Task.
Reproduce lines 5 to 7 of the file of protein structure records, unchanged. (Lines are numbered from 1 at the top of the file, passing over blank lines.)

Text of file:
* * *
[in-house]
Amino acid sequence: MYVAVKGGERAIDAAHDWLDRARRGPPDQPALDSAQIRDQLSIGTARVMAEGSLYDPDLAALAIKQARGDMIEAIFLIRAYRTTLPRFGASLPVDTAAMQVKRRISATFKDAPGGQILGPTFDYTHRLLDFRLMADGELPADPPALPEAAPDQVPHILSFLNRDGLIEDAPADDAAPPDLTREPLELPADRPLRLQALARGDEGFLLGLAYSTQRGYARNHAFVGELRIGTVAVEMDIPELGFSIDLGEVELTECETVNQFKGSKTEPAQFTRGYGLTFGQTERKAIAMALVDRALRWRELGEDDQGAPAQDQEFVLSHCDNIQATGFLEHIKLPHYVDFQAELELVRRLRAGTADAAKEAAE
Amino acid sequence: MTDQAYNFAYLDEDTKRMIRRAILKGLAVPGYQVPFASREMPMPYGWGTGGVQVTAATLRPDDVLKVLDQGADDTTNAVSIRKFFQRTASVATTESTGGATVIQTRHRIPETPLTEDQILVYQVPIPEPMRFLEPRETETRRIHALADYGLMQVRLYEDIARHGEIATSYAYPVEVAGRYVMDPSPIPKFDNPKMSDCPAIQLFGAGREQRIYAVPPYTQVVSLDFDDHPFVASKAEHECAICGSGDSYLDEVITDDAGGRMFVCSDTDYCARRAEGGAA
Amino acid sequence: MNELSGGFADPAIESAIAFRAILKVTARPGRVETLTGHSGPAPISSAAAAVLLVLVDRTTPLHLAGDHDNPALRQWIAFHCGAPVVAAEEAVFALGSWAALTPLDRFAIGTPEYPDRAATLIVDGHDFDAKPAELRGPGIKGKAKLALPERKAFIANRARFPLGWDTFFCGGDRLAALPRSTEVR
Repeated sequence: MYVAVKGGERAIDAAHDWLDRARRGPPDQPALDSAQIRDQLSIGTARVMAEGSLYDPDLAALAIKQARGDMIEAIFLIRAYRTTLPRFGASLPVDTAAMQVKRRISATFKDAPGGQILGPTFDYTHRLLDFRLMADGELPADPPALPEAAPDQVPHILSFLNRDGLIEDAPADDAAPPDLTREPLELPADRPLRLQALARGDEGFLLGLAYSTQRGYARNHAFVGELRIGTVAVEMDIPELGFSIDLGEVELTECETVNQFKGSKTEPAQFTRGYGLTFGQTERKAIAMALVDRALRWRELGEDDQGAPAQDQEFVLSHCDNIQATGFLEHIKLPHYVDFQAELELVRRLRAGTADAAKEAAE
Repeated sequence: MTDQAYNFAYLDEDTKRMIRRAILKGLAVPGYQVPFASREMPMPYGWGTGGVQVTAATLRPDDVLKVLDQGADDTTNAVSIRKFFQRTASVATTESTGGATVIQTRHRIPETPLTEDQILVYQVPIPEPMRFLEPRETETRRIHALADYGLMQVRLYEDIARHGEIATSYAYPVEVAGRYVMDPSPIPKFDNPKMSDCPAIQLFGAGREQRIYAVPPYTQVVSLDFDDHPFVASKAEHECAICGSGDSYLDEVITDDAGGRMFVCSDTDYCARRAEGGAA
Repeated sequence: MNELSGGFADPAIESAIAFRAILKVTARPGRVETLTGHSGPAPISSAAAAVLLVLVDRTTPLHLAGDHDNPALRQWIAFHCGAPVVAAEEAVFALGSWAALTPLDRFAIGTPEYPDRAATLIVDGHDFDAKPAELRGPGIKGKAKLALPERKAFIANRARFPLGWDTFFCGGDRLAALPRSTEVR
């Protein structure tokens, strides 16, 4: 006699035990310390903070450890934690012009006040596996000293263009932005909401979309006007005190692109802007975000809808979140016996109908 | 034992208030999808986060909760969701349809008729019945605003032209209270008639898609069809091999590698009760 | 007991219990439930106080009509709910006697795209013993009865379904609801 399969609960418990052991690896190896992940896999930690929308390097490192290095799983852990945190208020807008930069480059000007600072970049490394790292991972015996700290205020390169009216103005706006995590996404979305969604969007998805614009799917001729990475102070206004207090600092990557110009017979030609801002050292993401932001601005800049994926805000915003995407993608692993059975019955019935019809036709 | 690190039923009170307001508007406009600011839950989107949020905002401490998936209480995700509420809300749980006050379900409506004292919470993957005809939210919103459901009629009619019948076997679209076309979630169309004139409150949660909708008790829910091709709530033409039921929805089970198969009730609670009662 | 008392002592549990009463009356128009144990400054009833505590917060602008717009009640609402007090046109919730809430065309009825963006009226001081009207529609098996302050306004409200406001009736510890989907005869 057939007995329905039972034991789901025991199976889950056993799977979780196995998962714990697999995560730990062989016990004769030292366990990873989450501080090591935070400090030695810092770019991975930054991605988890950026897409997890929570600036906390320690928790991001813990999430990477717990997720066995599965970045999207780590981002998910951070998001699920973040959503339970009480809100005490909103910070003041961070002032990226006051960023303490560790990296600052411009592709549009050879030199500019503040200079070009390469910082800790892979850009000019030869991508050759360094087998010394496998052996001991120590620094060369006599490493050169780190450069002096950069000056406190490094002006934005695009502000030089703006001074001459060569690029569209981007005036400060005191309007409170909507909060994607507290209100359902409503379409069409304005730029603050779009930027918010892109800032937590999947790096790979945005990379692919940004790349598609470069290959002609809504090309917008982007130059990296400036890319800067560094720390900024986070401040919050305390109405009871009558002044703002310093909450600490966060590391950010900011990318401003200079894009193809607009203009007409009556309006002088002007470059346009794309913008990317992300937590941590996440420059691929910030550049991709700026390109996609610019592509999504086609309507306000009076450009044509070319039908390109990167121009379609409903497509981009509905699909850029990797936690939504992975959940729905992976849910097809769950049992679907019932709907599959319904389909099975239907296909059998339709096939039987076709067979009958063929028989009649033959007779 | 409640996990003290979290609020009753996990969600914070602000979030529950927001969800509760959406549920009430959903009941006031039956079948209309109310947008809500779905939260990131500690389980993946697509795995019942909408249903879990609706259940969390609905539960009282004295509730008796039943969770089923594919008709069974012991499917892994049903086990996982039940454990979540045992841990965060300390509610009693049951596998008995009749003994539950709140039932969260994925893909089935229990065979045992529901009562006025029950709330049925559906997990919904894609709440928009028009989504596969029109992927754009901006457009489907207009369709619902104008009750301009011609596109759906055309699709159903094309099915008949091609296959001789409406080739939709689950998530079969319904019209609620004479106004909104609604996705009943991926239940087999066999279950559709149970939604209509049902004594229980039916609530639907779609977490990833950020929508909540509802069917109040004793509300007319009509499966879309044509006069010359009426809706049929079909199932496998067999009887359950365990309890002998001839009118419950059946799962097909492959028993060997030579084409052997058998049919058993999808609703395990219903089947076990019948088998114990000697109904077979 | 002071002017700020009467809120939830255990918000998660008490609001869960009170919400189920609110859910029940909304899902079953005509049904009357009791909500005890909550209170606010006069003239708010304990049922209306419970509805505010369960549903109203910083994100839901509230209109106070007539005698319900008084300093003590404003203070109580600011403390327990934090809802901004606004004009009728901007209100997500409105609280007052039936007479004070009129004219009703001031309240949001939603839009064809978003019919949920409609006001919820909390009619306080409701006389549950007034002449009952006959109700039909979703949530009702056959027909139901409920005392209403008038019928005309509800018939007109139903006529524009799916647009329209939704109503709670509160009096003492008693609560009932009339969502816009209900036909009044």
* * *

Repeated sequence: MYVAVKGGERAIDAAHDWLDRARRGPPDQPALDSAQIRDQLSIGTARVMAEGSLYDPDLAALAIKQARGDMIEAIFLIRAYRTTLPRFGASLPVDTAAMQVKRRISATFKDAPGGQILGPTFDYTHRLLDFRLMADGELPADPPALPEAAPDQVPHILSFLNRDGLIEDAPADDAAPPDLTREPLELPADRPLRLQALARGDEGFLLGLAYSTQRGYARNHAFVGELRIGTVAVEMDIPELGFSIDLGEVELTECETVNQFKGSKTEPAQFTRGYGLTFGQTERKAIAMALVDRALRWRELGEDDQGAPAQDQEFVLSHCDNIQATGFLEHIKLPHYVDFQAELELVRRLRAGTADAAKEAAE
Repeated sequence: MTDQAYNFAYLDEDTKRMIRRAILKGLAVPGYQVPFASREMPMPYGWGTGGVQVTAATLRPDDVLKVLDQGADDTTNAVSIRKFFQRTASVATTESTGGATVIQTRHRIPETPLTEDQILVYQVPIPEPMRFLEPRETETRRIHALADYGLMQVRLYEDIARHGEIATSYAYPVEVAGRYVMDPSPIPKFDNPKMSDCPAIQLFGAGREQRIYAVPPYTQVVSLDFDDHPFVASKAEHECAICGSGDSYLDEVITDDAGGRMFVCSDTDYCARRAEGGAA
Repeated sequence: MNELSGGFADPAIESAIAFRAILKVTARPGRVETLTGHSGPAPISSAAAAVLLVLVDRTTPLHLAGDHDNPALRQWIAFHCGAPVVAAEEAVFALGSWAALTPLDRFAIGTPEYPDRAATLIVDGHDFDAKPAELRGPGIKGKAKLALPERKAFIANRARFPLGWDTFFCGGDRLAALPRSTEVR